My cell phone doesn't ring that often. Especially not at 7:40 a.m. So when the phone—parked near my feet on the coffee table while I nestled on the couch with my laptop—began to buzz one recent morning, I had to look.
The caller ID said "Dad."
That would have been odd under any circumstance. My father owned a cell phone only at my mother's insistence; he never charged the device and rarely carried it. I doubt he even knew the number.
But also, as of that winter morning, he had been dead for 20 months.
I watched as the phone pulsed. "Dad. Dad. Dad."
I do believe people occasionally send messages from beyond, that unmapped field where soul somehow meets soul. How else to explain why my friend Claudia's watch stopped at the exact moment her mother died, even though Claudia was on a cruise, her watch locked in the ship's safe-deposit box, while her mother took her last breath in a hospital outside Philadelphia?
How to account for the smoke that spiraled from a wastebasket after Sarra begged for a sign from her friend who'd died of AIDS; or the see-through sprite, the figure of a young boy, who clambered up a dresser and vanished before my partner's astonished eyes?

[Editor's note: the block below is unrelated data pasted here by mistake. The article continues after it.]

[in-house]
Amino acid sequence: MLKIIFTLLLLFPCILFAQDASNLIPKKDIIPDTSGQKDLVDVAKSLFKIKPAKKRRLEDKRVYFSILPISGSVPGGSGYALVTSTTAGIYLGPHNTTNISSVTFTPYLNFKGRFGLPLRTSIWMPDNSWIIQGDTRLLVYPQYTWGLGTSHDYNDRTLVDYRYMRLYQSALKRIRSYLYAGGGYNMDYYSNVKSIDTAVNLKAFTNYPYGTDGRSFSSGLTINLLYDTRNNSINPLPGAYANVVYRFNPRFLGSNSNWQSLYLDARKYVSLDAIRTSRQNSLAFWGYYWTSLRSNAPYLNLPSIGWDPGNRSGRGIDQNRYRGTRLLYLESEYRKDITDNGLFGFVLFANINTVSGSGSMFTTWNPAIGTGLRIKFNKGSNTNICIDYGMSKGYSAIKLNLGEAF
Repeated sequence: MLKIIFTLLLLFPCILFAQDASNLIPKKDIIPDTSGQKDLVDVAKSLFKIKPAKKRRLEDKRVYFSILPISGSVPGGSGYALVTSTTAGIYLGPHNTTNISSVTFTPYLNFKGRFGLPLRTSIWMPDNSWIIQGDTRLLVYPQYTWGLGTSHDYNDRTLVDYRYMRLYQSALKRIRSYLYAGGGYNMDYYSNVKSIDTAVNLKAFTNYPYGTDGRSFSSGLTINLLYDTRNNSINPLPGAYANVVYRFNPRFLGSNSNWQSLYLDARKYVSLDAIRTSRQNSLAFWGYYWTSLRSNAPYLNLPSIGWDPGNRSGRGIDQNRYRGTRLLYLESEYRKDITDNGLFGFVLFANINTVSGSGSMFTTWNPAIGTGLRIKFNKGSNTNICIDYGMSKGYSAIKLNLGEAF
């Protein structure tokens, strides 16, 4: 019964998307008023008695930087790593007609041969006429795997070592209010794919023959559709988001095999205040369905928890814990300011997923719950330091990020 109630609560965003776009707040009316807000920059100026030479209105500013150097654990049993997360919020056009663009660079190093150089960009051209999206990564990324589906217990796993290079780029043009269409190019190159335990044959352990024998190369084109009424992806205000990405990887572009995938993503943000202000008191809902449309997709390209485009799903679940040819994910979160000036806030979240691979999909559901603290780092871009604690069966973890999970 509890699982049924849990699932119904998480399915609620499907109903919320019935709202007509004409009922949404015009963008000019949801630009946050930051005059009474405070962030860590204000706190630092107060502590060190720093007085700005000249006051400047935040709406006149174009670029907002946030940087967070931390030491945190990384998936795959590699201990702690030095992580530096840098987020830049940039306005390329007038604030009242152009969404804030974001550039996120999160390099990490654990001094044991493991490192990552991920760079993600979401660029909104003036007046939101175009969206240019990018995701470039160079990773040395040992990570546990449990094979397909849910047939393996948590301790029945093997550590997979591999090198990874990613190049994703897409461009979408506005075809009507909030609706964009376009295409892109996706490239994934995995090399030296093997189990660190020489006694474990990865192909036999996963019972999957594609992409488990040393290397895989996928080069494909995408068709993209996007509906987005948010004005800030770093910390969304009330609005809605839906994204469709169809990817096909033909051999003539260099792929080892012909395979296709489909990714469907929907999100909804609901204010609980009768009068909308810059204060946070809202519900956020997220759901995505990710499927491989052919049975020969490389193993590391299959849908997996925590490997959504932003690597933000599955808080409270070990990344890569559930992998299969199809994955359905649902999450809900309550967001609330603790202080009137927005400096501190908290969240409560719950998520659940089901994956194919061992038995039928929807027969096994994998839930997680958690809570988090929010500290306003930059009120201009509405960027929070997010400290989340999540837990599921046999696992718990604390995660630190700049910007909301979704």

But I don't believe the dead dial direct. And anyway, while we buried my father with a miscellany of keepsakes—family photographs, a Miracle League baseball cap, a pocketful of ceramic hearts on which we'd written messages in Sharpie marker—we did not tuck the Samsung Galaxy into his casket.
The phone continued purring against my foot. "Slide to answer," instructed the bubble. For one hot, spooked second, I imagined pressing my thumb to the screen and hearing my father's pebbly Brooklyn twang—the voice that answered the phone, "H'yellow?" and told me, between gasps, just before doctors inserted the ventilator tube, "I love you so much, and I'm so proud of you."
Once, I mailed a postcard to my parents from Zihuatanejo, Mexico. It took 13 months to arrive. Could this be similar—an old phone message, initiated more than a year ago and archived in that amorphous Cloud, only now worming its way to the light? A ghost pocket-call triggered by an atmospheric blip? Or perhaps a cruel hoax perpetrated by some basement-dwelling telecommunications troll?
My sense of reason had pretty much dissolved. Still, I thought, if the source were a mean-minded stranger, wouldn't the caller ID signal "unknown"? Some imposter could pose as my father, I guess, but only one contact in my cell phone's queue said "Dad."
In an episode of "Black Mirror," a speculative and satirical British TV anthology my daughter recently discovered, a woman whose fiancé dies in an accident learns of a website through which she can contact her sweetheart. The site mines every bit of the dead person's digital lore—every email, text and social media post—then uses that data to generate characteristic responses.